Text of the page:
Image courtesy of (jscreationzs)/ FreeDigitalPhotos.net

Image courtesy of (jscreationzs)/ FreeDigitalPhotos.net

With experts attributing about 1/3 of all the time we spend online to social media, it’s hard for any brand to deny the allure of going social. Marketers go where their audiences dwell, and just about everyone is tied to at least one social media platform. Please do not mistake this mass consciousness as a space where anything goes. There are numerous social media horror stories that illustrate it can be brand suicide.

The bottom line is this: if you don’t know how to use social in a way that elevates your company, you may in fact cause irreparable damage. To prevent these mistakes from taking down your viable business, heed the warnings the brands who have gone before you just didn’t see coming. We’ll examine a few key public mistakes, and discuss ways your brand can prevent an epic social failure.

McDonalds: Be Careful What You Wish For

Anyone watching the #alsicebucketchallenge knows the immense power of a viral hashtag campaign. While ALS, the non-profit behind the campaign, has received a small spotlight of backlash, most of the press has been insanely positive and uplifting for their overall awareness.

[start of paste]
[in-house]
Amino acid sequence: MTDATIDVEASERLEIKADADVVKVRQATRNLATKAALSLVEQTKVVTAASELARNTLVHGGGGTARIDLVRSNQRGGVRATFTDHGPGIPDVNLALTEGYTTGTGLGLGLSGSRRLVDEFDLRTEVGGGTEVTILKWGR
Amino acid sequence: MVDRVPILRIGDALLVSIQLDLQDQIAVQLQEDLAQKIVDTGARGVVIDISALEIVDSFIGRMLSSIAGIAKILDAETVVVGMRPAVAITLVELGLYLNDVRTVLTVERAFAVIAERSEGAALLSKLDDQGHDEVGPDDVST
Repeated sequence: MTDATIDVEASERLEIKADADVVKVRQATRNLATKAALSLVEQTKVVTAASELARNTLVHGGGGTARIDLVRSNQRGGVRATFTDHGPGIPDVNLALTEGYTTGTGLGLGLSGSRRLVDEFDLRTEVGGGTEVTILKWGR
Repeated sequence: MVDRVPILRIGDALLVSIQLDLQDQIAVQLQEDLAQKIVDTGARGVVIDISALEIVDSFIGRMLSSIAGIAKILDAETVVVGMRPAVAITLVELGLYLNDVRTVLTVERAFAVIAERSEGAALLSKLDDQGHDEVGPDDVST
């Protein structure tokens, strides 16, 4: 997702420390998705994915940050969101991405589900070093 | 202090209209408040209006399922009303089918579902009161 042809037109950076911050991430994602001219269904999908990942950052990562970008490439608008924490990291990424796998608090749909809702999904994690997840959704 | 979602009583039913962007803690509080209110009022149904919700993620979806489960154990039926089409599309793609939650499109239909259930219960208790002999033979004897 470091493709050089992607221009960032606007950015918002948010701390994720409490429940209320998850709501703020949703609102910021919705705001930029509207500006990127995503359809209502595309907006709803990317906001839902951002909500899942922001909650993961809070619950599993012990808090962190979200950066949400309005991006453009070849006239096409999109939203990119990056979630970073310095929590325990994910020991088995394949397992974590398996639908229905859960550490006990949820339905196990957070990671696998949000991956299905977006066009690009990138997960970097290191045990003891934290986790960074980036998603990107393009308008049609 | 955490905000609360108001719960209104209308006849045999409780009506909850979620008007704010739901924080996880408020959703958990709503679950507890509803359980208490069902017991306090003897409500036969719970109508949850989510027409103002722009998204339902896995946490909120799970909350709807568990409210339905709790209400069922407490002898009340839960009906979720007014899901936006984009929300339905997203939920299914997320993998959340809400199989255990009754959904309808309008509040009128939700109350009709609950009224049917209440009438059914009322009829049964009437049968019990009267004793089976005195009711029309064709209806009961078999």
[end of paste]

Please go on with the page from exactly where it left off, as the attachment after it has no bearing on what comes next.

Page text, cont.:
If, however, your brand is controversial, be wary of attempting a hashtag movement. McDonalds, I’m talking to you.

Over a year ago, this fast food giant decided to launch a full-scale social campaign asking folks to recall their earliest Happy Meal memories, attached with #McDStories. Yes, a few folks followed suit and posted warm and fuzzy stories. But the haters came out in spades, and memories like this were shared:

Should McDonalds have known better? Without a doubt. If you’re not keeping tabs on what the masses are saying about your brand, you’ll find out the hard way. McDonalds has known for decades that many take their practices to task. Asking the public, then, to weigh-in in this manner was a huge can of worms. And once launched, #McDStories was a very difficult campaign to stop and recover from.